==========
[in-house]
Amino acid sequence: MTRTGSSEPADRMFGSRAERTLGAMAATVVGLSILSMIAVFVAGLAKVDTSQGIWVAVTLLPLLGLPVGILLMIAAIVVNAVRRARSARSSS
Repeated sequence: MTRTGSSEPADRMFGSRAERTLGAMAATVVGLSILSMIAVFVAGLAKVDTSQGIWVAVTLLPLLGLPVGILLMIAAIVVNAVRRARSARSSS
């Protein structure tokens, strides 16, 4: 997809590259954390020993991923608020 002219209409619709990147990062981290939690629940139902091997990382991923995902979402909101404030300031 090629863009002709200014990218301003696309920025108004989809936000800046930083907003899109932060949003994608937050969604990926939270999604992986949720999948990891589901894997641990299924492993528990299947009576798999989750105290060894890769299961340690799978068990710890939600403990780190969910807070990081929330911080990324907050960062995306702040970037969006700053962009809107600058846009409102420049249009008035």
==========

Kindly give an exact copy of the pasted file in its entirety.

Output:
[in-house]
Amino acid sequence: MTRTGSSEPADRMFGSRAERTLGAMAATVVGLSILSMIAVFVAGLAKVDTSQGIWVAVTLLPLLGLPVGILLMIAAIVVNAVRRARSARSSS
Repeated sequence: MTRTGSSEPADRMFGSRAERTLGAMAATVVGLSILSMIAVFVAGLAKVDTSQGIWVAVTLLPLLGLPVGILLMIAAIVVNAVRRARSARSSS
């Protein structure tokens, strides 16, 4: 997809590259954390020993991923608020 002219209409619709990147990062981290939690629940139902091997990382991923995902979402909101404030300031 090629863009002709200014990218301003696309920025108004989809936000800046930083907003899109932060949003994608937050969604990926939270999604992986949720999948990891589901894997641990299924492993528990299947009576798999989750105290060894890769299961340690799978068990710890939600403990780190969910807070990081929330911080990324907050960062995306702040970037969006700053962009809107600058846009409102420049249009008035």